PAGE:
Although assessment can happen in many different ways, there are a handful of common problems that tutors experience – particularly if they are relatively new to assessment. It’s therefore important to be mindful of the following points:
1. You must assess the learning that has taken place – not the student. Your personal views about a particular student should not enter in to the assessment process, your focus should be solely on assessing the learning that they have demonstrated through the work they have produced.
2. You can only assess things such as attendance, timekeeping, effort if they have been clearly specified in the Learning Outcomes and Assessment Criteria. For example, if you want to assess students on attendance this must be clearly stated in the LOs and ACs as something like ‘Technical and Applied Skills Through: Expectations of Professional Behaviour’.
3. You should be using the assessment criteria to assess the learning that has been demonstrated through the work – this is called ‘criterion referencing’. You are not supposed to compare one person’s work with another – this is ‘norm referencing’.
4. You are assessing against the criteria and not against individual progress made. You can mention how much a student has progressed in your feedback, but you must assess their learning and not their progress.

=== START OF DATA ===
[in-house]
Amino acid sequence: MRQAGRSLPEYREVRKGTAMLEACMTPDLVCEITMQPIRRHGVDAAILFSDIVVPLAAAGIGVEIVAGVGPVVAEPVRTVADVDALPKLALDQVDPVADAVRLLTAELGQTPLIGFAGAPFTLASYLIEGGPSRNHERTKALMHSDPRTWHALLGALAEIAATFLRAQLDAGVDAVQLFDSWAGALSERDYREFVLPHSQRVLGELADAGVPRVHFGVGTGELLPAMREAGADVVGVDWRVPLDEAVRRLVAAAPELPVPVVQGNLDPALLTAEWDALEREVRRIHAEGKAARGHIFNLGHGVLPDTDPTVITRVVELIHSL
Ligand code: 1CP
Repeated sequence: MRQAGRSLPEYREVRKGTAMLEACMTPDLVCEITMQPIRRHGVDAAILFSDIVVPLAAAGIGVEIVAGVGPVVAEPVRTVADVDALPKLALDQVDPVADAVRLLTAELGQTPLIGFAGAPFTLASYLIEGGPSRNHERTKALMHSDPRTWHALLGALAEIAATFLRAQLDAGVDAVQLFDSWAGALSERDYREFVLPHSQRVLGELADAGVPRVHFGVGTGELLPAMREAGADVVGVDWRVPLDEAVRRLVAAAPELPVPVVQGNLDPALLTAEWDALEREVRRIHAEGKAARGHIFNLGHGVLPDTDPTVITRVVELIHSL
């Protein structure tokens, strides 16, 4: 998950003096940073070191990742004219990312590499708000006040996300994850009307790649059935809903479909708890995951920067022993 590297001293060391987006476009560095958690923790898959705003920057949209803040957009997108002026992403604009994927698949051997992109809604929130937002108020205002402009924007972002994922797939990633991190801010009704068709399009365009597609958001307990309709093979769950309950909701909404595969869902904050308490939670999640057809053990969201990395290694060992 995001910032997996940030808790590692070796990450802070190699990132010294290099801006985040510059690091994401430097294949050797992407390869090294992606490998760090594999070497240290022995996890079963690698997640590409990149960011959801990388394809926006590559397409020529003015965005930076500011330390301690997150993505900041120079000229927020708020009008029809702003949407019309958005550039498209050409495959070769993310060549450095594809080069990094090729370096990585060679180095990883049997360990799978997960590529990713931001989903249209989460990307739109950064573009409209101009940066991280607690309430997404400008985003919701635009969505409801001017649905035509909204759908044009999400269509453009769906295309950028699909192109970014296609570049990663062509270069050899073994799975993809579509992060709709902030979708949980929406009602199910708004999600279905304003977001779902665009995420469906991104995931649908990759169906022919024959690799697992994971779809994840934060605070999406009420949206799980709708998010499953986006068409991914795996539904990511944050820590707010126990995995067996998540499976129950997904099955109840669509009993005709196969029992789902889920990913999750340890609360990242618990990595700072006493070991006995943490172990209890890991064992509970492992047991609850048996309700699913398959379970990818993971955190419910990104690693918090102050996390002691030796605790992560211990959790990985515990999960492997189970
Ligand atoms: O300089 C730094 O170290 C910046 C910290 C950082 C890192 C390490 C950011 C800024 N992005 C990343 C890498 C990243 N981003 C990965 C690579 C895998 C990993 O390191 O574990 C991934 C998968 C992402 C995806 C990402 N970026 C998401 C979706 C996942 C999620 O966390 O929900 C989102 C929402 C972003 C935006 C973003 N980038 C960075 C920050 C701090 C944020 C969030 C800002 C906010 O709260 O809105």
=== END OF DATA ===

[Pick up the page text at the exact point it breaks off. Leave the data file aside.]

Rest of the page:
5. You mustn’t assess effort. A student may have put in a huge amount of effort, but you must assess what they have learned and not the effort they have put in.
Common problems with feedback
- feedback may come too late to be acted on by students
- feedback may be backward-looking – addressing issues associated with material that will not be studied again, rather than forward-looking and addressing the next study activities or assignments
- feedback may be unrealistic or unspecific in its aspirations for student effort (e.g. “read the literature” rather than “for the opposite view, see Smith Chapter 2 pages 24-29”)
- feedback may ask the student to do something they do not know how to do (e.g. “express yourself more clearly”)
- feedback may be context-specific and only apply to the particular assignment rather than concerning generic issues such as study skills or approaches that generalise across assignments
- feedback may be discouraging and lead to less study effort rather than more there may be no follow-up to check if students have taken any action, so they can ignore feedback with impunity. (from Gibbbs, 2010 Using assessment to support student learning).